Golf Course Architecture - Issue 54: October 2018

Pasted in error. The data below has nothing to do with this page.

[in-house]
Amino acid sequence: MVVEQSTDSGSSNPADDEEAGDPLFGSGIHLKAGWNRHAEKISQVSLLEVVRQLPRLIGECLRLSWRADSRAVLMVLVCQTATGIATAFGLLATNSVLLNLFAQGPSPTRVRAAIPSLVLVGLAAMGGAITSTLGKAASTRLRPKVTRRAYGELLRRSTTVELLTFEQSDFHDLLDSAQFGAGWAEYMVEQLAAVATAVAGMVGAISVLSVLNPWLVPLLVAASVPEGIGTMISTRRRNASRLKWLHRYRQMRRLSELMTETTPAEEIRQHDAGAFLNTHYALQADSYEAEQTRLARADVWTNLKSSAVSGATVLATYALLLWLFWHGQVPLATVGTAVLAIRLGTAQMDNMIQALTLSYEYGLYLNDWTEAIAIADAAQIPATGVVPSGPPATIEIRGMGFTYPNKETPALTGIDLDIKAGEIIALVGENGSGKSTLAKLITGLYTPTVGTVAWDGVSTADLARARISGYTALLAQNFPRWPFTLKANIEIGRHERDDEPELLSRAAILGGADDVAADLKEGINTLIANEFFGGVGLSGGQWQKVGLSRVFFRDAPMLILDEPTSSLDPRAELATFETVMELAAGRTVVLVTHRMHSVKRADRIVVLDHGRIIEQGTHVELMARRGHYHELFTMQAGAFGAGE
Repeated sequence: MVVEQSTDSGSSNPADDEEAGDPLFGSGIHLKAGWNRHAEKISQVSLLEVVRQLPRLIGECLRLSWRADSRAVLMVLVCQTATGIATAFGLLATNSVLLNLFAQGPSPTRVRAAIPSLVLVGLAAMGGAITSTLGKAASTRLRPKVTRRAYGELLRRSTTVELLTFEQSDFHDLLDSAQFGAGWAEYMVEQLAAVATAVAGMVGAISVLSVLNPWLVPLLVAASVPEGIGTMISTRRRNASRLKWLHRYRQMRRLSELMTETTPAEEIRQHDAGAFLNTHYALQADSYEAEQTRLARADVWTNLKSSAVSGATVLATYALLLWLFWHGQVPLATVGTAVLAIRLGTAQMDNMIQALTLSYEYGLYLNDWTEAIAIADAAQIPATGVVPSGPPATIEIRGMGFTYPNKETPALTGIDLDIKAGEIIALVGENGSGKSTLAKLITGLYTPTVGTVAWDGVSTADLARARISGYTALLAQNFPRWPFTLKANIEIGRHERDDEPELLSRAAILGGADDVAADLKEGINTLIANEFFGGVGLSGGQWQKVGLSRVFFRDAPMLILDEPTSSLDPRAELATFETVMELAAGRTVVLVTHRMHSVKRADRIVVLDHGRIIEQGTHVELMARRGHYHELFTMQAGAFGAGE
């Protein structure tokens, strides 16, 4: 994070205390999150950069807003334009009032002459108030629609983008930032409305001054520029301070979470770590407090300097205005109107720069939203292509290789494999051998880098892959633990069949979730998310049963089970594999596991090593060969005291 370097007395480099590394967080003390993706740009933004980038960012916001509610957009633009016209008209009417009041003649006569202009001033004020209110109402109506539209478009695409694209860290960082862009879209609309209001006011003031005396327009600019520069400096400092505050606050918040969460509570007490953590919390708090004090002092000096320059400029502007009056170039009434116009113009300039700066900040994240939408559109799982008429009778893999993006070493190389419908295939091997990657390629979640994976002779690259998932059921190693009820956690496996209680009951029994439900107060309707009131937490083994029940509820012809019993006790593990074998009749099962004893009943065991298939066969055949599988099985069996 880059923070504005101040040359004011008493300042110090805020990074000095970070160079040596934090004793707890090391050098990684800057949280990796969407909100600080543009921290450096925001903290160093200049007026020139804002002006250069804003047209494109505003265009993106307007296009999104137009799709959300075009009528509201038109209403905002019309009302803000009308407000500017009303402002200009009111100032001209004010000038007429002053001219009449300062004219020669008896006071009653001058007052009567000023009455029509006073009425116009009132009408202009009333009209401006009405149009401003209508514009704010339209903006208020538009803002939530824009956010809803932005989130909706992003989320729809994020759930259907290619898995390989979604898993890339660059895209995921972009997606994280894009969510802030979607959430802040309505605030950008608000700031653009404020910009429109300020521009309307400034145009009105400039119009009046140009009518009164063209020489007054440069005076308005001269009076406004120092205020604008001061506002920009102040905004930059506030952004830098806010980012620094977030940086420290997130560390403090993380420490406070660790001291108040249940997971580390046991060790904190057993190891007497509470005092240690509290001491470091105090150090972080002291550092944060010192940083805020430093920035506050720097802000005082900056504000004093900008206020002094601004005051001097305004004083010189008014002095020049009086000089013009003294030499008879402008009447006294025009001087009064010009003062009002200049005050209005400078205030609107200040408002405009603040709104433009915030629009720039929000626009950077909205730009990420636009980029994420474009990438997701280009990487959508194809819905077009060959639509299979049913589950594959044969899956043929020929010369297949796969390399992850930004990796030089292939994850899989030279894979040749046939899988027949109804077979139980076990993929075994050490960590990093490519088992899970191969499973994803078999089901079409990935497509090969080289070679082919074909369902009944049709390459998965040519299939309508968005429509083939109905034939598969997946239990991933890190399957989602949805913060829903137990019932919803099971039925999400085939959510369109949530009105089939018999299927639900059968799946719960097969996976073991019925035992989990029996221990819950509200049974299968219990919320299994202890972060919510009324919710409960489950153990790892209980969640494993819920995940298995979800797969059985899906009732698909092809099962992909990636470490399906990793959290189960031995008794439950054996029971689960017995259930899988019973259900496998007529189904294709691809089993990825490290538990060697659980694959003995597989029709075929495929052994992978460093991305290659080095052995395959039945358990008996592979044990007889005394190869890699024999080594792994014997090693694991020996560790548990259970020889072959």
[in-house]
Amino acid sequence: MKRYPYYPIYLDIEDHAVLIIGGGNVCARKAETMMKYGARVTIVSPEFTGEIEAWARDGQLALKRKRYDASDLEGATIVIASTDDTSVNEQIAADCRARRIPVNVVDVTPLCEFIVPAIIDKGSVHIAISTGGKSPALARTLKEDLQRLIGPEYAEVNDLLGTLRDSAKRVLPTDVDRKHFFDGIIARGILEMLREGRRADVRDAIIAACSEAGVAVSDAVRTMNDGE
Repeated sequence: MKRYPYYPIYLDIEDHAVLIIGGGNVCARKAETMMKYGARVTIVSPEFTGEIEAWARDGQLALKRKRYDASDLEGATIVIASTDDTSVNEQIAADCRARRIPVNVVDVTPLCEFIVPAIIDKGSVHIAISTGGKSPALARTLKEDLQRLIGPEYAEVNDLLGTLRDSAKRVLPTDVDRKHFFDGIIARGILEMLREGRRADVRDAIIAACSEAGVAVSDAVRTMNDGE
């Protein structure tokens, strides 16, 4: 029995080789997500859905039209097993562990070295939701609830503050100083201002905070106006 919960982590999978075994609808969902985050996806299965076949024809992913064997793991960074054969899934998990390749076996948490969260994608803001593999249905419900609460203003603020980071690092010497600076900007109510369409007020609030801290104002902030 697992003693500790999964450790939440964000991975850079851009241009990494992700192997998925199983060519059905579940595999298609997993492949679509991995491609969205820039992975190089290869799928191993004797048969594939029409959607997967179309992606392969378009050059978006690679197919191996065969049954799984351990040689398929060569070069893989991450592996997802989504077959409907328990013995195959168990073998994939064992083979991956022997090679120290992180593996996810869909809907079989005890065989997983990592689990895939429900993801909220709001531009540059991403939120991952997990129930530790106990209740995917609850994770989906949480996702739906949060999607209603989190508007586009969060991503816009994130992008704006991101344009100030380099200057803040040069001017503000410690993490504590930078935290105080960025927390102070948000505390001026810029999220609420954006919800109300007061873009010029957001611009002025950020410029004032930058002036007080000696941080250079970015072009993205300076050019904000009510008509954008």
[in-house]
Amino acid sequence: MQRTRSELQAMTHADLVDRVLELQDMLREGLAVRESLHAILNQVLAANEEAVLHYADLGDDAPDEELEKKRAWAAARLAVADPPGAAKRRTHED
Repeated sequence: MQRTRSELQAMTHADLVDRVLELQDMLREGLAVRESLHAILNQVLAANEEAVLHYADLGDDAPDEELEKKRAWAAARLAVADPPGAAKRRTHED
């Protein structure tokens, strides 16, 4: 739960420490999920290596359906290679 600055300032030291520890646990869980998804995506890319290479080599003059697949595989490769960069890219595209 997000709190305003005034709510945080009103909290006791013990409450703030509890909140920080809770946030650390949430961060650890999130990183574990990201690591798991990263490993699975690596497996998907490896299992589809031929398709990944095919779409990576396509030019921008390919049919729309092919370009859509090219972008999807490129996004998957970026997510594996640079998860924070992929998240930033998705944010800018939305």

29 Legacy course at Forest City opens for play in Malaysia The Legacy course at Forest City Golf Resort in Johor Bahru, Malaysia, has opened for play. The course, designed by Nicklaus Design, is the first of three layouts to be built at the new resort. The golf resort is part of the huge Forest City development, a US$100 billion real estate project on 30 square kilometres of land, including reclaimed islands in the straits between Malaysia and Singapore. The project is a joint venture between China-based development company Country Garden Pacificview and Esplanade Danga 88, an investment company owned by the Johor State Government. The venture includes the planned construction of housing and associated facilities for 700,000 people. The new golf course is located among mangrove forest on the Pulai River. “The golf area was low lying, so needed to be elevated out of the tidal fluctuation zone,” said Sean Quinn, design associate at Nicklaus Design. “Dredged ocean sand was imported from a shipping channel some 200 kilometres away. Over 2.5 million cubic metres of sand were used to create the course. The imported ocean sand remains unirrigated, so the sandy waste areas create separation of individual holes. “The mangrove trees have been carefully preserved,” said Quinn. “Coconut palms were also planted throughout the course. The river surrounds the entire property but the mangroves visually obscure the views. The river is however visible from holes four and fifteen. “There is one notable natural landform on the property – a ‘sacred hill’ – 25 metres high and has been used as a focal point to start and finish the course. Both holes nine and eighteen use the hill as a backdrop to the finishing greens.” Photo: Nicklaus Design The Legacy course opened for play in September 2018. The opening event included a groundbreaking ceremony for the second and third courses Photo: Eric Iverson Renaissance in progress with Washington G&CC renovation Golf course architect Eric Iverson of Renaissance Golf Design is in progress with a project to renovate and regrass the entire course at Washington Golf and Country Club in Arlington, Virginia. Iversen describes the project as more renovation than restoration. “The course evolved from a Donald Ross design on a surprisingly small amount of land, with lots of very short holes taking advantage, or yielding to, pretty severe topography,” he explained. “It was later expanded by William Flynn, with an additional 40 acres purchased by the club. That course remained essentially intact into the 50s, but at some point soon thereafter, Flynn’s version began to be undone by numerous renovations by the club. “Many of the changes make it impossible to put the Flynn course back in its entirety, but the photos and aerial map of his course is our first point of reference when rebuilding the holes. We are not married to what we know to be his, because so much of the rest has been changed beyond recovery, but we are giving a nod to his style in building greens and bunkers. “The entire property is being re-grassed, with new greens, tees and bunkers,” said Iverson. “There are a couple of routing changes involved to remedy what was clearly the worst hole on the course, the former par-five fifteenth. “The real standout feature of the course is the topography. It’s a short course, somewhere between 6,300 and 6,400 yards even after we’ve stretched it out but configured in a way that makes it play much longer than that. It’s also pretty snug, but the hillsides keep wayward shots in check. It’s a short, very sporty course that we think will be even more fun once we’re done.” The Washington G&CC course closed in June 2018, with grassing expected to be completed by autumn ahead of a reopening in summer 2019 New bunkers at Friendly Hills in Los Angeles have been designed to create a bold visual impact